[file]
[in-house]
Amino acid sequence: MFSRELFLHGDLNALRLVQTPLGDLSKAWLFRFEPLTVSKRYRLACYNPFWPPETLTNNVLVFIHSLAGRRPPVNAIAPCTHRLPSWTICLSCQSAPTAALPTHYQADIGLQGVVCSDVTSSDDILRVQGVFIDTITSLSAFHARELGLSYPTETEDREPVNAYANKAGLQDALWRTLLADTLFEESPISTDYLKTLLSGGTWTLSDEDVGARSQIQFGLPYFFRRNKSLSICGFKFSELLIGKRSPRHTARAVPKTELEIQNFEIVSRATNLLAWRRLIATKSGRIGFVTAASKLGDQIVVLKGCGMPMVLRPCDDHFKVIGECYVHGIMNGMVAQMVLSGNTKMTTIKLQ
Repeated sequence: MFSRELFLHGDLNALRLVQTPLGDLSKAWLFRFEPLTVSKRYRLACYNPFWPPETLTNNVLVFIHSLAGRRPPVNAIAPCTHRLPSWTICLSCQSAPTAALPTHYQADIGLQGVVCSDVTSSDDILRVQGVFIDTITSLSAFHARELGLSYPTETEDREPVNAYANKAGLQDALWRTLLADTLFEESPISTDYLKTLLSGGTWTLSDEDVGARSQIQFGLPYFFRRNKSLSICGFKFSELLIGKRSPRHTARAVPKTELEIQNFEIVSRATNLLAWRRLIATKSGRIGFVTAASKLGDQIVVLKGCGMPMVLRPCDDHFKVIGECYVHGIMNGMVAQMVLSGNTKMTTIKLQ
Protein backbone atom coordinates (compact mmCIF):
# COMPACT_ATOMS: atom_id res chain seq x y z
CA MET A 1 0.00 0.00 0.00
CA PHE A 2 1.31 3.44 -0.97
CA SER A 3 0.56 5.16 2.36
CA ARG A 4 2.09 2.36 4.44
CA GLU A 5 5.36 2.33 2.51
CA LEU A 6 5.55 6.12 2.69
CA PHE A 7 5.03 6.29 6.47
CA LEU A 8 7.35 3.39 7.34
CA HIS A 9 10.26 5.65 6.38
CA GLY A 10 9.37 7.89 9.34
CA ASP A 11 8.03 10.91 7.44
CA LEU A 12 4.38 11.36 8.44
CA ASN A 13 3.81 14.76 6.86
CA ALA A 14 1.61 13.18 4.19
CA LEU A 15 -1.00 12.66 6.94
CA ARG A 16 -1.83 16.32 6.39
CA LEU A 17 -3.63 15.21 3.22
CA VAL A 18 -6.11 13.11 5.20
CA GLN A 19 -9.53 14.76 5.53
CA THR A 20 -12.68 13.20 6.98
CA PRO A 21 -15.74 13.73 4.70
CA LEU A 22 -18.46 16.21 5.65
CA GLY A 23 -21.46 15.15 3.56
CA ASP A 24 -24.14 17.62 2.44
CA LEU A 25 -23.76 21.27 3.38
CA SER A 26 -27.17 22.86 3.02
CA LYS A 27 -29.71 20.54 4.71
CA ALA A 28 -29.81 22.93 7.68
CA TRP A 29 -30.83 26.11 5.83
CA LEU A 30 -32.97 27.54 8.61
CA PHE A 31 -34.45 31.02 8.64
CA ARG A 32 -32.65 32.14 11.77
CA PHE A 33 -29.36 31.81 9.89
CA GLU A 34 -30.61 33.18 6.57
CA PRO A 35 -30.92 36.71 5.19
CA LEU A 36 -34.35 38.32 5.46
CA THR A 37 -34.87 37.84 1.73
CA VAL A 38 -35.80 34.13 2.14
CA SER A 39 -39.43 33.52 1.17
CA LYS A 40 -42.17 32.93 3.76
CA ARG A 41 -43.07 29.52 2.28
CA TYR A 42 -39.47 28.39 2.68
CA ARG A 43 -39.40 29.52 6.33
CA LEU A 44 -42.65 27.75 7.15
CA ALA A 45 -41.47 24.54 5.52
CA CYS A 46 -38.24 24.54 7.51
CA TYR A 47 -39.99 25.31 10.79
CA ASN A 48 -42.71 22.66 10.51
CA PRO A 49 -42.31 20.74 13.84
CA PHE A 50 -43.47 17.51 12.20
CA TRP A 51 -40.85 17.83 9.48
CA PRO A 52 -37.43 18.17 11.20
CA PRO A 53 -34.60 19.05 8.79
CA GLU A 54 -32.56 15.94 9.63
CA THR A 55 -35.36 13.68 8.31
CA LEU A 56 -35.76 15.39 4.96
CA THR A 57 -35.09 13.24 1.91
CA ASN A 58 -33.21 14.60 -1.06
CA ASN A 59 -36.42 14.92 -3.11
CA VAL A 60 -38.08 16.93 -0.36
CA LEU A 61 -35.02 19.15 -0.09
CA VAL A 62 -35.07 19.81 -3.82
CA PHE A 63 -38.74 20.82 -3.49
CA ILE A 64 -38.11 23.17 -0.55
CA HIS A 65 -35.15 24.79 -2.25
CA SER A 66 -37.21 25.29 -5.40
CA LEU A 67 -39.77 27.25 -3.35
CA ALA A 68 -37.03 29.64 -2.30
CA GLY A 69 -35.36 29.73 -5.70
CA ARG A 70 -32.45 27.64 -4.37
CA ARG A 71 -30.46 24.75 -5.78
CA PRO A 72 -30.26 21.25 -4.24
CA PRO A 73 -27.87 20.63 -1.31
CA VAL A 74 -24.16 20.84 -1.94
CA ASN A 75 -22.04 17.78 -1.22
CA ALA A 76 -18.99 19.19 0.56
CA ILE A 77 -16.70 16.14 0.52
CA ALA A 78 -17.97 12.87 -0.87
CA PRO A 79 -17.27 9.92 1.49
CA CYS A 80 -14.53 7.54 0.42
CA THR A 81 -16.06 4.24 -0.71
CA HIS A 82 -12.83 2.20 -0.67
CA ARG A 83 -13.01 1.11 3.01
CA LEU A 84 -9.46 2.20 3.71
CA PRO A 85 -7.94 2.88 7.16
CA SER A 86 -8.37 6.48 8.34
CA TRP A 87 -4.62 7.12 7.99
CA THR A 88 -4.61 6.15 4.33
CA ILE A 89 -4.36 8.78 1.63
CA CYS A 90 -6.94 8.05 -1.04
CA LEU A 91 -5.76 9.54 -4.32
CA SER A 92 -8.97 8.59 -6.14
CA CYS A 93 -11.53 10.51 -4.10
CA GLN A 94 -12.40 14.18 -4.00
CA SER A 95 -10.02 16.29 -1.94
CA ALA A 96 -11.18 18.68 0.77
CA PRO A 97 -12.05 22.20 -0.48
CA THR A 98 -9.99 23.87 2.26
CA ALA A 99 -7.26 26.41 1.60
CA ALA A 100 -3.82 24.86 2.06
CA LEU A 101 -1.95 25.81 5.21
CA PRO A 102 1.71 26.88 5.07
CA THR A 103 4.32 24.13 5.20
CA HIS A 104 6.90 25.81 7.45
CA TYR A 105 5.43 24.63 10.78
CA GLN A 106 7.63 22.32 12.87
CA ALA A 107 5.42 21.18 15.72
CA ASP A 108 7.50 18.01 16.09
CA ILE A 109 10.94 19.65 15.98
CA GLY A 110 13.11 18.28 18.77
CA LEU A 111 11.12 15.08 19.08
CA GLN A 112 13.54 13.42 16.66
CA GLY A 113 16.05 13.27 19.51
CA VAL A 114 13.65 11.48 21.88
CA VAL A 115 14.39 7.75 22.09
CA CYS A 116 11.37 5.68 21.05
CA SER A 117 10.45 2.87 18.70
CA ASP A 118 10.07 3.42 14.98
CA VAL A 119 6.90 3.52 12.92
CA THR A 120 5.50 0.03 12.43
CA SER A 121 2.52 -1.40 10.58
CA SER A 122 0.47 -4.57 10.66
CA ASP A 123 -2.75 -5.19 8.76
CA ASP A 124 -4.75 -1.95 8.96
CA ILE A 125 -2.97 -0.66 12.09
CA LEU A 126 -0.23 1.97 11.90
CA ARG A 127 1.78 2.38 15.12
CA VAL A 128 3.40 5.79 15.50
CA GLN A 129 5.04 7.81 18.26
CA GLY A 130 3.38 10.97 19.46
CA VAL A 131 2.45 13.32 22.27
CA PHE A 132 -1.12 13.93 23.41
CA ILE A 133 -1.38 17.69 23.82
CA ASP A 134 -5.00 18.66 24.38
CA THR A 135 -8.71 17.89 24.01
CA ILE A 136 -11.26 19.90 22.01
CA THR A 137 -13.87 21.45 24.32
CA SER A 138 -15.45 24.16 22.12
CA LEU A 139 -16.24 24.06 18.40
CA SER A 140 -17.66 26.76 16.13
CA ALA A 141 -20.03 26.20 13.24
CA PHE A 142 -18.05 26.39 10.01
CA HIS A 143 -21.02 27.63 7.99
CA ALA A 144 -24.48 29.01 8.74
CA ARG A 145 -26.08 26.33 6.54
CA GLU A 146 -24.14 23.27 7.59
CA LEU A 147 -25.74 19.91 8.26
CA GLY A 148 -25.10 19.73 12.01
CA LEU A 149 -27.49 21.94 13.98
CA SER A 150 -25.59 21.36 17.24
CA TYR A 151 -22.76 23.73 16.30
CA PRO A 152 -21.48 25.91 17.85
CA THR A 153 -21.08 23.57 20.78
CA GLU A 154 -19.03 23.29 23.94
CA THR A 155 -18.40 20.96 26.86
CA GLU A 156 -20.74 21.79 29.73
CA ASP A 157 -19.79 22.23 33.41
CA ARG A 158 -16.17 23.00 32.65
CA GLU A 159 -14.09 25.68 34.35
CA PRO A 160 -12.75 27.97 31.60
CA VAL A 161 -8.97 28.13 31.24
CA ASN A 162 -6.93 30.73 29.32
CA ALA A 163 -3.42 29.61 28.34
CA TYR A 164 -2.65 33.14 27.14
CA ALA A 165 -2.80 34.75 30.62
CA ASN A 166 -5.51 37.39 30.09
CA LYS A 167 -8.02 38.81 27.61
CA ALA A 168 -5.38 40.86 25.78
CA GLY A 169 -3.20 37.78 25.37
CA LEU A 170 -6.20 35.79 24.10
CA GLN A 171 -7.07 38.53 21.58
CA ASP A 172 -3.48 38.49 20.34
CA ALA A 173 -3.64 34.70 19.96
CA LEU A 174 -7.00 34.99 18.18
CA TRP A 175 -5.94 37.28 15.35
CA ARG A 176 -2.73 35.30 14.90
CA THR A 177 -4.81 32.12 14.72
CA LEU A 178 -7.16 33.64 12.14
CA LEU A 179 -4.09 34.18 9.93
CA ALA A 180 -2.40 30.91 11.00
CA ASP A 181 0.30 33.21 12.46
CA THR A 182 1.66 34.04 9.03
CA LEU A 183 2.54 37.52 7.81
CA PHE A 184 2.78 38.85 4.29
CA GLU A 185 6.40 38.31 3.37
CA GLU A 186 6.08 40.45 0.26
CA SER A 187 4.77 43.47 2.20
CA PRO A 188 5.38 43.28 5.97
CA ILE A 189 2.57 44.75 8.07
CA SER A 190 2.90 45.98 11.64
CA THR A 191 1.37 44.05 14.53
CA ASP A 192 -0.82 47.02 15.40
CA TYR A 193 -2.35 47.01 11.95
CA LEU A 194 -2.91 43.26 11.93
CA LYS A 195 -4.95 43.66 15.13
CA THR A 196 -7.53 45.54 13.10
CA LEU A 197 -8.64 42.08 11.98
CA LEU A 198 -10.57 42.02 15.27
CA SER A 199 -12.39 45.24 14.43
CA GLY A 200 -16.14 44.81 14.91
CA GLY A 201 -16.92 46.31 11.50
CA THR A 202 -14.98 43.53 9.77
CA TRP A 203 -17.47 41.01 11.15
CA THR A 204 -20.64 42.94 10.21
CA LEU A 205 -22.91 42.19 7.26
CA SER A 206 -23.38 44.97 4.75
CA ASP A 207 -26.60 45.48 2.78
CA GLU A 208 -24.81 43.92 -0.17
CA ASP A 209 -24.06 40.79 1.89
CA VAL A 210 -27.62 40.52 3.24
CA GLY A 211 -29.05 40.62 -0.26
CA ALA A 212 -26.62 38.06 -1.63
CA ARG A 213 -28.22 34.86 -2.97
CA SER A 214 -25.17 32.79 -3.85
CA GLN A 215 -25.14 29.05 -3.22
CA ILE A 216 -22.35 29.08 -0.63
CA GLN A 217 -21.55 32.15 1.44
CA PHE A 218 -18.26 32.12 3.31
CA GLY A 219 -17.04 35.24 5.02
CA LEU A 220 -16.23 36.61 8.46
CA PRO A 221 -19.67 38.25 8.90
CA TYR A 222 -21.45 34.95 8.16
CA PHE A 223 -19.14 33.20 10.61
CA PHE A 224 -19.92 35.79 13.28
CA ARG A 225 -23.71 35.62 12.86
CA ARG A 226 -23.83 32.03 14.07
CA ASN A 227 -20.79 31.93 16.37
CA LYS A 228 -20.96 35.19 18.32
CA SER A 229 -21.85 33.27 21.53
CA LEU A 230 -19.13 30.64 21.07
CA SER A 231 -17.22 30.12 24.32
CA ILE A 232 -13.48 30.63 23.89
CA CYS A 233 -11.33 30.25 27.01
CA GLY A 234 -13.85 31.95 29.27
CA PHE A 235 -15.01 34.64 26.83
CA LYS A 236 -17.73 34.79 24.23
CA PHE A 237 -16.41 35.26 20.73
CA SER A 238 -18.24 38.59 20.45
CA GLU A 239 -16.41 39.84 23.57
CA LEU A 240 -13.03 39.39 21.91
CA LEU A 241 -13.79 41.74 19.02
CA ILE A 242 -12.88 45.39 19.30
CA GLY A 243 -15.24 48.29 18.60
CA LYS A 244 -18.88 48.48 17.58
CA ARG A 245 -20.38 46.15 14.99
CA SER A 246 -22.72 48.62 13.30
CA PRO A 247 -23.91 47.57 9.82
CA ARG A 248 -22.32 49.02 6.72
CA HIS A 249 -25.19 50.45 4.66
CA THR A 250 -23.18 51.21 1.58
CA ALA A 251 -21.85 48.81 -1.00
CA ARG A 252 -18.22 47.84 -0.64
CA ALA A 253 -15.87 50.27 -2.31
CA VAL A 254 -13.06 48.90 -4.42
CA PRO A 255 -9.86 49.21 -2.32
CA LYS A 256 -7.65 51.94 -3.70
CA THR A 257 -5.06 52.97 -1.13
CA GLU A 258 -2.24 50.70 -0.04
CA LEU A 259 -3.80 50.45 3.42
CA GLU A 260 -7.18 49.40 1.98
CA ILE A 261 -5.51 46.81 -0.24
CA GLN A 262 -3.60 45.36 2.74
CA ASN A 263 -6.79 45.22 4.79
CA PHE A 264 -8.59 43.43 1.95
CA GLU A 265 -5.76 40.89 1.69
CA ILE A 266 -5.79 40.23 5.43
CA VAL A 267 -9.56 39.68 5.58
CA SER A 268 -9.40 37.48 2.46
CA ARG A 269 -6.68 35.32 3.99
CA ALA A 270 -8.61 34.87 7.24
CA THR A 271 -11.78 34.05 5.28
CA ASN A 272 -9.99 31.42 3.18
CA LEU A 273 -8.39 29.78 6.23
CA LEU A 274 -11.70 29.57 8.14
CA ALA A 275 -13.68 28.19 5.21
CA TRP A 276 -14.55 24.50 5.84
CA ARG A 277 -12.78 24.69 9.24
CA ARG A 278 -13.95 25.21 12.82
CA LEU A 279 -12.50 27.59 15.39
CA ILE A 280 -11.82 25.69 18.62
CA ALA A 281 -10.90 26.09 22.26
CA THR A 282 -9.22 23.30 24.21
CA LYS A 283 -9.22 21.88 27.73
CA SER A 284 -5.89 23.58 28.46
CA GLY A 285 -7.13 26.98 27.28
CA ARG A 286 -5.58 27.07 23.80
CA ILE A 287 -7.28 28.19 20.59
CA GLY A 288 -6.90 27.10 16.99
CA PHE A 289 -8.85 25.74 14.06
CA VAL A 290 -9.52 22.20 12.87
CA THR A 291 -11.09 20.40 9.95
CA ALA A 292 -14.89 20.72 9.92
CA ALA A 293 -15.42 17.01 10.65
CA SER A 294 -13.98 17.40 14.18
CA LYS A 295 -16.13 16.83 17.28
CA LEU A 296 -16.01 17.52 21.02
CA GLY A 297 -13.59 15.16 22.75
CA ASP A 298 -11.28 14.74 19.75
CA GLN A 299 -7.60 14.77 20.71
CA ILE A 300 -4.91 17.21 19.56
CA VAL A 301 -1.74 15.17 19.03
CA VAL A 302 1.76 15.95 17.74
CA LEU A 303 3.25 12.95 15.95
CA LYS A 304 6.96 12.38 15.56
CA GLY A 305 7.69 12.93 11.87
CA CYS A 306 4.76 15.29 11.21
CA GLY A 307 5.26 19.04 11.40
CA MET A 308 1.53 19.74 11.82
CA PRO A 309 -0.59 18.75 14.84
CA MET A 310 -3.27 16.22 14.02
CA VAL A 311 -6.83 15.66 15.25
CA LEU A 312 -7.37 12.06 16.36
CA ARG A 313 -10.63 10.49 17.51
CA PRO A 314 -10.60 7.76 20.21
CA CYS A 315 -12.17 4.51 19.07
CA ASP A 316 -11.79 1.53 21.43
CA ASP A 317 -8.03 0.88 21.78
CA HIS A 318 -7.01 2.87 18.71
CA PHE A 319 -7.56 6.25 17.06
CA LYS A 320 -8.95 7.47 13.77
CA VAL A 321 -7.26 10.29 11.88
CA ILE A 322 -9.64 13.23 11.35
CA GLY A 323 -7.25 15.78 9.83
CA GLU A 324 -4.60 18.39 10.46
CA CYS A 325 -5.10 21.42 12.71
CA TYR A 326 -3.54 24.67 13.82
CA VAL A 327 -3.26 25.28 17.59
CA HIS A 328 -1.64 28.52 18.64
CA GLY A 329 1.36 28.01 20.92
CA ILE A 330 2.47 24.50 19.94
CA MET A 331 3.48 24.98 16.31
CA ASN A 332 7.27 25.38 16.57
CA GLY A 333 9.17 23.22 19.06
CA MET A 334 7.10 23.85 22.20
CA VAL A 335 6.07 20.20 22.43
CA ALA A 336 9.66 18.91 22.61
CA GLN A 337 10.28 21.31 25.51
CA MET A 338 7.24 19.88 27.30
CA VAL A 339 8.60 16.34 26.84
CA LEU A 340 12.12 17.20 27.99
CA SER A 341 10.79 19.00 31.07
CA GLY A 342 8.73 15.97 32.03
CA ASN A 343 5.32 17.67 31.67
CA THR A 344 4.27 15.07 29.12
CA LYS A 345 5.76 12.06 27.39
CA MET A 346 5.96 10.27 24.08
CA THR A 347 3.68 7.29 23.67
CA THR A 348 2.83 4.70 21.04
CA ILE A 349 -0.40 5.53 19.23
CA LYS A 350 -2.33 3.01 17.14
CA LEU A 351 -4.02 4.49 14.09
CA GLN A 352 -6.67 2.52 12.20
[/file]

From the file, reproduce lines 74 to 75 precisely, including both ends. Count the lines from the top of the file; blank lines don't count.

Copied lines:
CA GLY A 69 -35.36 29.73 -5.70
CA ARG A 70 -32.45 27.64 -4.37